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American Coal Mines Stay Open Despite Millions In Safety Fines

The injuries Jack Blankenship sustained after a 300-pound rock pinned him to the ground while working in a coal mine prevent him from sitting for long periods of time or walking far. He says he's in constant pain. (Anna Boiko-Weyrauch/NPR)
The injuries Jack Blankenship sustained after a 300-pound rock pinned him to the ground while working in a coal mine prevent him from sitting for long periods of time or walking far. He says he's in constant pain. (Anna Boiko-Weyrauch/NPR)

[Note: This show is from a previous interview that aired on November 13, 2014.]

There are federal regulations designed to keep American mineworkers safe, but this year, an NPR investigation found that there’s a loophole in the regulation, allowing mine owners to operate unsafe mines across the country.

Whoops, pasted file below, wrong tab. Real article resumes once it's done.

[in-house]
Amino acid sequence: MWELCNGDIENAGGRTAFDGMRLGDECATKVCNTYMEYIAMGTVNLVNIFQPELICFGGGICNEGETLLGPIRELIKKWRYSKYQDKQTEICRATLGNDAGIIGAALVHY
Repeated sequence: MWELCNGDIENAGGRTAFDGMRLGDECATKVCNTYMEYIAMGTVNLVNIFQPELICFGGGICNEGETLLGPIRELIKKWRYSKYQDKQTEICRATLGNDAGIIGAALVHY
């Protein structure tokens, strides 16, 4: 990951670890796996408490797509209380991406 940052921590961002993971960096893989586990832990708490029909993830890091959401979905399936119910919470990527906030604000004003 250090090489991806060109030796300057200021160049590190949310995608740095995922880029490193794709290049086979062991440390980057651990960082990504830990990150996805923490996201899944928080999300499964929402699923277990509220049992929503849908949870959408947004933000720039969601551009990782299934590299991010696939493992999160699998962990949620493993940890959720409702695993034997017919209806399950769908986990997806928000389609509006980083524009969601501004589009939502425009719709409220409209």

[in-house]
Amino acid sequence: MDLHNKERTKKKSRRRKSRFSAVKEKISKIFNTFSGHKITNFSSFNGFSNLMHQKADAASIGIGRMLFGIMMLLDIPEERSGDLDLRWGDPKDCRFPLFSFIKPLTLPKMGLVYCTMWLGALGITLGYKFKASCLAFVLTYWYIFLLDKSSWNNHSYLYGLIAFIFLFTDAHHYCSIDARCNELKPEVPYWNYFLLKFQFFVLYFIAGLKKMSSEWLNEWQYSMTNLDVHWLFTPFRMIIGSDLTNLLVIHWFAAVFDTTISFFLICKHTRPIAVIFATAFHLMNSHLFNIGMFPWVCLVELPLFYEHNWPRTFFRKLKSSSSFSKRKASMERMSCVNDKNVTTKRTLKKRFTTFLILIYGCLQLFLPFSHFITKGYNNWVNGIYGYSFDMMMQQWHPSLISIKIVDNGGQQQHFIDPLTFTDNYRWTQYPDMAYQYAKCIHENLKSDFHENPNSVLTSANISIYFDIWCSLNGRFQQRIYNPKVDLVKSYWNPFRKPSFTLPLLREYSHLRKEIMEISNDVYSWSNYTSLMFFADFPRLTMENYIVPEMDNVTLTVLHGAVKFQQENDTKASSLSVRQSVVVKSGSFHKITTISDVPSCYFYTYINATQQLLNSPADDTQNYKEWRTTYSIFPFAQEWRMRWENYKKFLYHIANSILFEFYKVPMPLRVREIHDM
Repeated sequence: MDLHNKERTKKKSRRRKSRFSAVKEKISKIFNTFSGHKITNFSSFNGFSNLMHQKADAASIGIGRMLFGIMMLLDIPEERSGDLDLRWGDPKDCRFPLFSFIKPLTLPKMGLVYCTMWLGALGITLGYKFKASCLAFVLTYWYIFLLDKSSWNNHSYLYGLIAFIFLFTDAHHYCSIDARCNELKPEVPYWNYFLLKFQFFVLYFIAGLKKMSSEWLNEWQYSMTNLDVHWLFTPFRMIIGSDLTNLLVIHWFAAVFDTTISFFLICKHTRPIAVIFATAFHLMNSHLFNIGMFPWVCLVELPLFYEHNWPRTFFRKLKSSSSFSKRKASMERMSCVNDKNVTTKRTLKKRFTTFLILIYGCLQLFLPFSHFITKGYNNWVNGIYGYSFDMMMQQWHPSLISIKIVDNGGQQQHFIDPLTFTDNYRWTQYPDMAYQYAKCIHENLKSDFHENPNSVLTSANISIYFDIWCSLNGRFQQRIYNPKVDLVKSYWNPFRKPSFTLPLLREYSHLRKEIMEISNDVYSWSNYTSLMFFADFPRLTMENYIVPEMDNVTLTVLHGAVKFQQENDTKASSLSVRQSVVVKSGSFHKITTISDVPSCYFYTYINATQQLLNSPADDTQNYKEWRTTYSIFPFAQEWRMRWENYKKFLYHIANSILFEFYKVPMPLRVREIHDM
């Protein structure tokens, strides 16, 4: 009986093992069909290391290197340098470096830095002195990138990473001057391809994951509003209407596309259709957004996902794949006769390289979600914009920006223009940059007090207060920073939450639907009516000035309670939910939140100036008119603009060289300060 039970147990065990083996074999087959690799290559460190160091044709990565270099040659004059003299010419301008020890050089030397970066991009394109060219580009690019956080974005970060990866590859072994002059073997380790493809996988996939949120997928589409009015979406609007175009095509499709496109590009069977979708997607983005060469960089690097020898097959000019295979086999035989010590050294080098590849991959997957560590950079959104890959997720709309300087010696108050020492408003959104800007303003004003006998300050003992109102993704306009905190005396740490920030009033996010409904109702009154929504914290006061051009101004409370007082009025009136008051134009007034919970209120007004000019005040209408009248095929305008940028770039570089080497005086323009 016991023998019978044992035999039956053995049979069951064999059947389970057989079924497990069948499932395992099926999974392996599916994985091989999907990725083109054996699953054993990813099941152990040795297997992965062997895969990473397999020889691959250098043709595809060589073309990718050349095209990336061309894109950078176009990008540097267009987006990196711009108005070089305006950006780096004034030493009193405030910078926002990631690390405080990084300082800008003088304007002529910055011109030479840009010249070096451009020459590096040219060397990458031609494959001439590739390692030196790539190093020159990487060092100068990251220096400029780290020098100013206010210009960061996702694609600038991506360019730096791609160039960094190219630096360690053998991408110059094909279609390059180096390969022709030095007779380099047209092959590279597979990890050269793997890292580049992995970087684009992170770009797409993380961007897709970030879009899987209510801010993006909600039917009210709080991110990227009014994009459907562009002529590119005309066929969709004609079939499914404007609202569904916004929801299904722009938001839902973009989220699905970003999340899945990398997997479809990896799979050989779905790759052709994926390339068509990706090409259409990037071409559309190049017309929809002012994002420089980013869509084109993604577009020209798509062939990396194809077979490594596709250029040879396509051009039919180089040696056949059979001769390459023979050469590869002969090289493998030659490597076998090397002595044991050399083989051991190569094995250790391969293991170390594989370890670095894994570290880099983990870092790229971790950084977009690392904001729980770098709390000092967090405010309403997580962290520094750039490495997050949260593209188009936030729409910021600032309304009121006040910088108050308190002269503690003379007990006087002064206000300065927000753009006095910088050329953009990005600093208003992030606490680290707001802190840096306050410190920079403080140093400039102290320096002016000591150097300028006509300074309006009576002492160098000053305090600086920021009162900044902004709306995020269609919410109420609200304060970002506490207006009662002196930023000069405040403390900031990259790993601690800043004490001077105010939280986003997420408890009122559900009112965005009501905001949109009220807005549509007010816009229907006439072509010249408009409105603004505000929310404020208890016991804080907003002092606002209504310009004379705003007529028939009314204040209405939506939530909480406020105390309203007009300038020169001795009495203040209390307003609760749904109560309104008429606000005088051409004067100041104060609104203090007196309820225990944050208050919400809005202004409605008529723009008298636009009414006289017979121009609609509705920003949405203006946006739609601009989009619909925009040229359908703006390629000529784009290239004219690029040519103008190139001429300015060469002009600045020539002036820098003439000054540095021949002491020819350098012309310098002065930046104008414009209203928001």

For years, the mine owners have failed to pay penalties even as workers continue to be injured.

In this encore presentation of a report filed by NPR investigations correspondent Howard Berkes, we meet Jack Blankenship, a mineworker pinned a mile underground under a 300 pound rock while records shows that at the time the mine was overdue in more than $200,000 in safety fines.

Reporter

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